Growth is about finding new channels.
Messaging in general as a channel is young and fresh – and there will be a goldrush very, very soon. Services like Slack and Facebook Messenger are following the lead set by the asian chat successes like Line and WeChat in turning chat into a platform that allows access to services over the top – services like payments, shopping, games and more.
You can now order an Uber by typing a command in Slack, or you can order a pizza within the WeChat app in China.
What happens when chat becomes our interface with the world?
Before the point-and-click windows-based GUI evolved, the earliest PCs running DOS or similar operating systems had a ‘chat-style’ interface – a command line.
Messaging could be the next Operating System, and the starting point could be, once again, the command line. The difference is this time the abstraction level is much, much higher. Instead of a command like cd /uber which would change your working directory to the one called ‘uber’, now a command like /uber ride can literally order you an Uber. What’s old is new again.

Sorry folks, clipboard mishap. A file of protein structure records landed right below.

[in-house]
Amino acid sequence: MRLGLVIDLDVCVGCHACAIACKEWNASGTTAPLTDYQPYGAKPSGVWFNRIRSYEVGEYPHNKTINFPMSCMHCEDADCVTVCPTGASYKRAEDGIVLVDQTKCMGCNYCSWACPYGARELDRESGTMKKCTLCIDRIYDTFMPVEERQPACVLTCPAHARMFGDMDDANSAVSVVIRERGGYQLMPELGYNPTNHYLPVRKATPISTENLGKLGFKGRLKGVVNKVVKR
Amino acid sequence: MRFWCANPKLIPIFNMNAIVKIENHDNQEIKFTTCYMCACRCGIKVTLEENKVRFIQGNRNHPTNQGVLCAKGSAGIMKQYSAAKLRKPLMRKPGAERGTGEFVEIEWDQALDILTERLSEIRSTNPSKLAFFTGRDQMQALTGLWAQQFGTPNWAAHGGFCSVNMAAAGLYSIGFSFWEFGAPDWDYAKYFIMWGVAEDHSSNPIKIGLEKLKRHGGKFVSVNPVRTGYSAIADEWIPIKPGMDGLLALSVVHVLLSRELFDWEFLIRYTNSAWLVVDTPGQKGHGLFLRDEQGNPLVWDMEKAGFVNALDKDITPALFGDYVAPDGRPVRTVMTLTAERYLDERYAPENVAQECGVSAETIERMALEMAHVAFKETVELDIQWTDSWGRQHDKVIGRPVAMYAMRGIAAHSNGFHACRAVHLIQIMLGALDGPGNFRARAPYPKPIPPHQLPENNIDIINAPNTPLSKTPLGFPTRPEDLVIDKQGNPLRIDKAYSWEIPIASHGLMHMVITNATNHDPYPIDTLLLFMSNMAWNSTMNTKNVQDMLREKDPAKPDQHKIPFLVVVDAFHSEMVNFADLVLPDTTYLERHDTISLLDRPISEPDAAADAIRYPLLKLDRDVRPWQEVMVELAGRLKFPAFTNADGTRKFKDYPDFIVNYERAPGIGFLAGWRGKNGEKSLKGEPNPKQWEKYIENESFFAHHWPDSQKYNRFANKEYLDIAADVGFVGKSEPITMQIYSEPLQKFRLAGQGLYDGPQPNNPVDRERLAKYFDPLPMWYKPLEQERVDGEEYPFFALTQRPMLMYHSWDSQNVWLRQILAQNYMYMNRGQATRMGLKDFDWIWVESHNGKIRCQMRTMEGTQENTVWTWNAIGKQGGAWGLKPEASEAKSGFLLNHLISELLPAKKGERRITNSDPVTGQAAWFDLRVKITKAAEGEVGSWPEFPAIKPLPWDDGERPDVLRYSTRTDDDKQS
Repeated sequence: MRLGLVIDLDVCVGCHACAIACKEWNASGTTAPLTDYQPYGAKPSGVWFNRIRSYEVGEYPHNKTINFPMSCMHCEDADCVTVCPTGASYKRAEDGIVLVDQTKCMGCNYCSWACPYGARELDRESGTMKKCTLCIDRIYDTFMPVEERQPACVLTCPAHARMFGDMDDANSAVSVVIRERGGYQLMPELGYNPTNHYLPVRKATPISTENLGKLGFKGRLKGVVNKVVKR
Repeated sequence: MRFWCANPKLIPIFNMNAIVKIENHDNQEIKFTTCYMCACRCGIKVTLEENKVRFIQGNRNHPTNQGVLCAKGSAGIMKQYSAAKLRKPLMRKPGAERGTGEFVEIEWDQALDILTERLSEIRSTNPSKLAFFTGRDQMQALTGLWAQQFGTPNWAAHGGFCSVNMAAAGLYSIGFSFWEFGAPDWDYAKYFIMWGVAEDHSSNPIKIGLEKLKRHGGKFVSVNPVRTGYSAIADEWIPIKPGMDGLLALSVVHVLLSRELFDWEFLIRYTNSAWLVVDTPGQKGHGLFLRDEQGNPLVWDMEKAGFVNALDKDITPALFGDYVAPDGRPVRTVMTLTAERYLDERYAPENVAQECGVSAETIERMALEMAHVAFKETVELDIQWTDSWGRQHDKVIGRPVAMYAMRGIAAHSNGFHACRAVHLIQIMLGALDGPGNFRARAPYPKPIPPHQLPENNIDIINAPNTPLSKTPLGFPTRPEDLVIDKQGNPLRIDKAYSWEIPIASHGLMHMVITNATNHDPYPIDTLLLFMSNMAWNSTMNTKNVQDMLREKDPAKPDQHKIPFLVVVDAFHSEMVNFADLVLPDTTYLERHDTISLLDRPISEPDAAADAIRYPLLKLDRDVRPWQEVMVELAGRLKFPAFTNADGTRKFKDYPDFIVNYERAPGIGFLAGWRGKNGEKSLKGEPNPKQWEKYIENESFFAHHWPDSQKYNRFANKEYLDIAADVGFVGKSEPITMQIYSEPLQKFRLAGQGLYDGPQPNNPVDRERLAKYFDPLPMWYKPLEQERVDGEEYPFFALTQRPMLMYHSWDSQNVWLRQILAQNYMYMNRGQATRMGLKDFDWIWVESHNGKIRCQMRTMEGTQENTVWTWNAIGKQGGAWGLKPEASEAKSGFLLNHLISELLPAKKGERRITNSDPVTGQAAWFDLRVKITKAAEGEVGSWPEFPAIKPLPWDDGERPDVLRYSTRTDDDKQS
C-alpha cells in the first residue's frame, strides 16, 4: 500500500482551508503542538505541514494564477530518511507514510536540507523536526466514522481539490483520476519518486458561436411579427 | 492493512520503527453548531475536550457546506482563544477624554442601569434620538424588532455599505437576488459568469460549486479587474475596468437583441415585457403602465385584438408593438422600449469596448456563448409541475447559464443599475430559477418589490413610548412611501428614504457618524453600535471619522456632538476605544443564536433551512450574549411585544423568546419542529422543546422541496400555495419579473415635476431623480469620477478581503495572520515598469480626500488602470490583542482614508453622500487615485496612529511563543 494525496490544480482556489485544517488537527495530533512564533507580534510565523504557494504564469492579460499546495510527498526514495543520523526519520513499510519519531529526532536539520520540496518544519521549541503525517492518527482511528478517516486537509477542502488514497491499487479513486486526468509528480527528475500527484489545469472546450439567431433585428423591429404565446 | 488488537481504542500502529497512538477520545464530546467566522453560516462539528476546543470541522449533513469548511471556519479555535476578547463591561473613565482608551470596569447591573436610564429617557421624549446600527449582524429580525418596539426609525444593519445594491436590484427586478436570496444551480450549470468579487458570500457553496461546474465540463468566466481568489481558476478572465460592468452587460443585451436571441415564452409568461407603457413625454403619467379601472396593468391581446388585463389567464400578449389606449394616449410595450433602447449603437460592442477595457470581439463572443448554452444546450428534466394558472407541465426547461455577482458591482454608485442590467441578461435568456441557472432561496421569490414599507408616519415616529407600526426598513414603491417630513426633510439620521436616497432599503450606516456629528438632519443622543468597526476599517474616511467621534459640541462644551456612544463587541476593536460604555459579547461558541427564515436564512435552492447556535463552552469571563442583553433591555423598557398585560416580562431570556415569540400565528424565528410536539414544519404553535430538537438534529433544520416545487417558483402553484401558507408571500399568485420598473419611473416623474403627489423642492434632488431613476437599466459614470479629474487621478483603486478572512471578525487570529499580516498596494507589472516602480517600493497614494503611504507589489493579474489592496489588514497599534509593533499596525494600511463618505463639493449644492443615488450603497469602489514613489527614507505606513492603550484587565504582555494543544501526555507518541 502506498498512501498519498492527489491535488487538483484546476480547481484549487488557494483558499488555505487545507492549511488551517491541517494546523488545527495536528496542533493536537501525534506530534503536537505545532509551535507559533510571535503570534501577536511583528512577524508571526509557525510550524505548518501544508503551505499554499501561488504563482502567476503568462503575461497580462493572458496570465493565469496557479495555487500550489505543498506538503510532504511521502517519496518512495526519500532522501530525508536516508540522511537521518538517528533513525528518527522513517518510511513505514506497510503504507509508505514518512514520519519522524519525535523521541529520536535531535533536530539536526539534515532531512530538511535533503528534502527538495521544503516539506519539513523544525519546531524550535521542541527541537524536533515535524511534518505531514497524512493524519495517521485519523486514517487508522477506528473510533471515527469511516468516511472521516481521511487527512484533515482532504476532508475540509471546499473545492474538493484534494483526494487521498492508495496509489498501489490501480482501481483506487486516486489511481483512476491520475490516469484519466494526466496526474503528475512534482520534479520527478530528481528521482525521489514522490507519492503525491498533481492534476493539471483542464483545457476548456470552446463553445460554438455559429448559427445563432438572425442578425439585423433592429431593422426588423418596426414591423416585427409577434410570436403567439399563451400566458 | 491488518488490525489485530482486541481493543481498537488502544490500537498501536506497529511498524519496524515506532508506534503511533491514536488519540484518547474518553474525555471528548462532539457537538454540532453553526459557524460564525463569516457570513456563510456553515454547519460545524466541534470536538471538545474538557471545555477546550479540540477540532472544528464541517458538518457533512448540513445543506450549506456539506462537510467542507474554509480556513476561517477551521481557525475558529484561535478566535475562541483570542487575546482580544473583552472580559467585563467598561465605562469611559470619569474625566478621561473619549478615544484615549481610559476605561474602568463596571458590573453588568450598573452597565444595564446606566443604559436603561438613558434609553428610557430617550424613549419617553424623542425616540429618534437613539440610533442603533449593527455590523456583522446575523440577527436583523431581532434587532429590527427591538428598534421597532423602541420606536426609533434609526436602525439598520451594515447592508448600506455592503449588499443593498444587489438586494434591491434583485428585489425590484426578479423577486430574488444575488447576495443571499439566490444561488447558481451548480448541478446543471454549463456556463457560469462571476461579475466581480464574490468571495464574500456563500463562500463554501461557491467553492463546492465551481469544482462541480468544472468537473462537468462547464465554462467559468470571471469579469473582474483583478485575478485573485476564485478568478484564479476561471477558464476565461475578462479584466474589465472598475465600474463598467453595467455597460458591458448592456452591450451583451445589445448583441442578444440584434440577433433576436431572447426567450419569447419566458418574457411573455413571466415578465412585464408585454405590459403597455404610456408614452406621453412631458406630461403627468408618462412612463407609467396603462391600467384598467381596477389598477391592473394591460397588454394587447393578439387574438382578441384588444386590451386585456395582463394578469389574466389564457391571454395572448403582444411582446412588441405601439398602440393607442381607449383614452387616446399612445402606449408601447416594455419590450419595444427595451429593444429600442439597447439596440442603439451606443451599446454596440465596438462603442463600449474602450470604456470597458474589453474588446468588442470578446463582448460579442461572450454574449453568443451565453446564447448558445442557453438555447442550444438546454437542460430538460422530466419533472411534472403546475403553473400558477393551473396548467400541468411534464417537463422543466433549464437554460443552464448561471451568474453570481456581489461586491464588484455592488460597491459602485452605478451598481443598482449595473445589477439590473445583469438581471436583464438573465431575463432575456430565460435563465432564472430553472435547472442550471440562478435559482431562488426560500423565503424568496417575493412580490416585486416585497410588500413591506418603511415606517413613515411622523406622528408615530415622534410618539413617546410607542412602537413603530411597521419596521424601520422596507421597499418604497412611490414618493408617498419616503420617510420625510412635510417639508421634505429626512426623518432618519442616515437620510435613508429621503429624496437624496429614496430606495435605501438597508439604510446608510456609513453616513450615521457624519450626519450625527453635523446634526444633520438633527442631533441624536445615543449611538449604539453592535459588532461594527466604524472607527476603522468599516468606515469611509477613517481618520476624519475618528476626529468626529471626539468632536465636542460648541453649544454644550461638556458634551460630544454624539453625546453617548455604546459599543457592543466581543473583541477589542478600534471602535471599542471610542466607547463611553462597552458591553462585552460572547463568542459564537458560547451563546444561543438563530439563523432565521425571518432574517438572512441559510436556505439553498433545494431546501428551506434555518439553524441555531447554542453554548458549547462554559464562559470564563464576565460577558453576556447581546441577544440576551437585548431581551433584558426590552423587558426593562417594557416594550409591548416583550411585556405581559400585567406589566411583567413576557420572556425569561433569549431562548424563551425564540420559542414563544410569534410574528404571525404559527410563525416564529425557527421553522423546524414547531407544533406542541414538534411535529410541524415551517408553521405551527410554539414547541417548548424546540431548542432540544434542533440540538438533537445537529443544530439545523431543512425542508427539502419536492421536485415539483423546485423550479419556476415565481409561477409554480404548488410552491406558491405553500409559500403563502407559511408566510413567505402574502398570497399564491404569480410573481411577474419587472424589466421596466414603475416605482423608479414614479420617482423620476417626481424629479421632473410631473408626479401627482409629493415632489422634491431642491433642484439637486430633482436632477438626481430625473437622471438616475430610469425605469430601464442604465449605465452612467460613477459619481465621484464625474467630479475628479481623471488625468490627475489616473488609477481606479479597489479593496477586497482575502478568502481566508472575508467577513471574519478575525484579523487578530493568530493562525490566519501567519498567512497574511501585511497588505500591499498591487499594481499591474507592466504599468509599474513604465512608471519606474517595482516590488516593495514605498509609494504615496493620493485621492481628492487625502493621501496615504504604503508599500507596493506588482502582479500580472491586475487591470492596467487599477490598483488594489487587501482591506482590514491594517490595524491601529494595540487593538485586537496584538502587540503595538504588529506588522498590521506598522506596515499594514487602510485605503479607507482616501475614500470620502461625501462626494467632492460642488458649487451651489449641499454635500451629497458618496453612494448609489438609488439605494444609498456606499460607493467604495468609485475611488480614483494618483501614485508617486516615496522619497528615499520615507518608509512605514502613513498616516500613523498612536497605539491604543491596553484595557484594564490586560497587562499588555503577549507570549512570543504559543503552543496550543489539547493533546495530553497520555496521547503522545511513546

There is a big possibility chat will be the next user interface. Chat – or personal assistants – or more likely a combination of both – will replace the apps grid as the next major UI paradigm. The chat window is always open. Yes, you use it to talk to your colleagues or friends – but it is already replacing email, and will piece-by-pice replace everything else around it. It’s so much easier to order an uber by typing “/uber ride” into the chat window that’s already open, than pulling your phone out, unlocking it, opening an app, etc.
(As a fun thought experiment: What comes next? What does the next part of the cycle look like? What does a GUI for chat look like?)